U.S. Department of Education: College Affordability

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College Affordability and Transparency Center List Methodology

 
The College Affordability and Transparency Center includes information for students, parents, and policymakers about college costs at America’s colleges and universities. The Center includes several lists of institutions based on the tuition and fees and net prices (the price of attendance after considering all grant and scholarship aid) charged to students. These lists meet requirements outlined in the Higher Education Opportunity Act (HEOA) and will be updated annually and posted on the College Navigator website by July 1.                                                                  
 

How much do career and vocational programs cost?

Begin typing the name of a program (for example, “Cosmetology”) on the website to generate a list of institutions that offer the program and the tuition and net prices they charge for the entire program. Data are reported by institutions on their largest program and are for full-time beginning undergraduate students. Not all institutions offering these vocational programs are included on this list. For a full list of institutions offering a program, go to College Navigator and search by program/major.
 

How fast are college costs going up?

Select a type of institution to see which ones have the highest increases in tuition and fees and net prices (cost of attendance after grant and scholarship aid). Data are for full-time beginning undergraduate students.                                                
 

Which colleges have the highest and lowest tuition and net prices?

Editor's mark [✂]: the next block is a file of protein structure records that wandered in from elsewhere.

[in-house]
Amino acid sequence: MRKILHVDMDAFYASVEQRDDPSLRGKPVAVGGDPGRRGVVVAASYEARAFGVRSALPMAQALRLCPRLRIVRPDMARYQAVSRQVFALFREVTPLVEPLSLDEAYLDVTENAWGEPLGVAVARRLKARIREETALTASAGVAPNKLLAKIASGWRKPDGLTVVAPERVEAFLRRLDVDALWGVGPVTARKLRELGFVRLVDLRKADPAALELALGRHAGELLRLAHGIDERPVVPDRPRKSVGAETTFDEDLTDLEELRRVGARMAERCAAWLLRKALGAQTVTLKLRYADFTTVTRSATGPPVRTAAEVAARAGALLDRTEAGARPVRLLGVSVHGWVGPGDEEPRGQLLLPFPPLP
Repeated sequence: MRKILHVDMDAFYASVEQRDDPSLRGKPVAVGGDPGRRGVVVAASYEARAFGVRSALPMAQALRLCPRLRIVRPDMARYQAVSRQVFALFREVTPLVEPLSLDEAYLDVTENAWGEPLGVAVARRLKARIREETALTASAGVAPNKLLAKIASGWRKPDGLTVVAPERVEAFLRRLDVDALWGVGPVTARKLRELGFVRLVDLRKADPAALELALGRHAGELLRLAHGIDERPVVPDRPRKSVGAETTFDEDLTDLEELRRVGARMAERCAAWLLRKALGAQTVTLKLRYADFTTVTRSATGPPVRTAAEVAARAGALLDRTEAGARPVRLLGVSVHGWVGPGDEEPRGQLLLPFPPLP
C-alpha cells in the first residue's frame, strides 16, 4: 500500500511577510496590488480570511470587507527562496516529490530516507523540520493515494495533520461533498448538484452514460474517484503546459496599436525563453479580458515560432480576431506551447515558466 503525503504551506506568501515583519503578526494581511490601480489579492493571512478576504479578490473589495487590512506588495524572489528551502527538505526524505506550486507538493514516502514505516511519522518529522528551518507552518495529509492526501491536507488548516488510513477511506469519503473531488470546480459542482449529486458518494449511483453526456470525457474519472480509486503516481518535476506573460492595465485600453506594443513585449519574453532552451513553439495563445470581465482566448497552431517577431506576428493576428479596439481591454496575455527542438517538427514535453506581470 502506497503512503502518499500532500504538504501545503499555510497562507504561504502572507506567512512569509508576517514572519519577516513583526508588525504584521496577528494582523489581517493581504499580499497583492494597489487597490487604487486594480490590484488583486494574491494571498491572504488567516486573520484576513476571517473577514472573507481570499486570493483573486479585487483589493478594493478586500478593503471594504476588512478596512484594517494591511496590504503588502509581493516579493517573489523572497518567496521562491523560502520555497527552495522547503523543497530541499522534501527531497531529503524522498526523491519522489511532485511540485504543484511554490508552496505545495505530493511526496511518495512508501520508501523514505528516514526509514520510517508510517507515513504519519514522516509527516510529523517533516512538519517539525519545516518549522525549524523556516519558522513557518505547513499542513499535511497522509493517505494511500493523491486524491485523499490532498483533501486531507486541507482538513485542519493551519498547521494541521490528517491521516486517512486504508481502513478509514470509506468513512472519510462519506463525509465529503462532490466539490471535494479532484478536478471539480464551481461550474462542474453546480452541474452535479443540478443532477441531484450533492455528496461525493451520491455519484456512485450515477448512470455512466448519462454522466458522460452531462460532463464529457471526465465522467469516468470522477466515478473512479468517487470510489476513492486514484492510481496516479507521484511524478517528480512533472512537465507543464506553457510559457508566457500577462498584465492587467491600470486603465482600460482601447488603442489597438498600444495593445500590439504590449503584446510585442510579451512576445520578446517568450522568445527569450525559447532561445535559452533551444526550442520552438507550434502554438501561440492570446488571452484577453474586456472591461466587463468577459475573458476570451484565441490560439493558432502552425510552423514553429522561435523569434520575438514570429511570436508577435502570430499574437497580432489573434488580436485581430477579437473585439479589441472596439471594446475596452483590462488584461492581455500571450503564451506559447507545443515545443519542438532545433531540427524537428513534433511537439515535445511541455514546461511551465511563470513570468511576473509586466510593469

Use the options on the website to generate a report on the highest (top 5%) and lowest (bottom 10%) academic year charges for each sector. Tuition reports include tuition and required fees. Net price is cost of attendance minus grant and scholarship aid. Data are reported by institutions and are for full-time beginning students.      

Beyond Foster Care: Need for Services Beyond the Age of 21

This survey is for California former foster, Independent Living Program (ILP) eligible probation, and dual status youth ages 22 to 35. The purpose of the study is to explore the experiences and need for services of California former foster, ILP eligible probation, and dual status youth who are between the ages of 22 and 35. Participation in the study would last about 20 to 35 minutes. You may choose to withdraw your participation at any time. Your answers will be confidential. The information will be kept in a secure database with no identifying information for the duration of the study. 

The findings of this study will be used to provide suggestions for programs and services that will improve long-term outcomes for former foster, ILP eligible probation, and dual status youth. 

Visit this link in order to complete the survey! 


 

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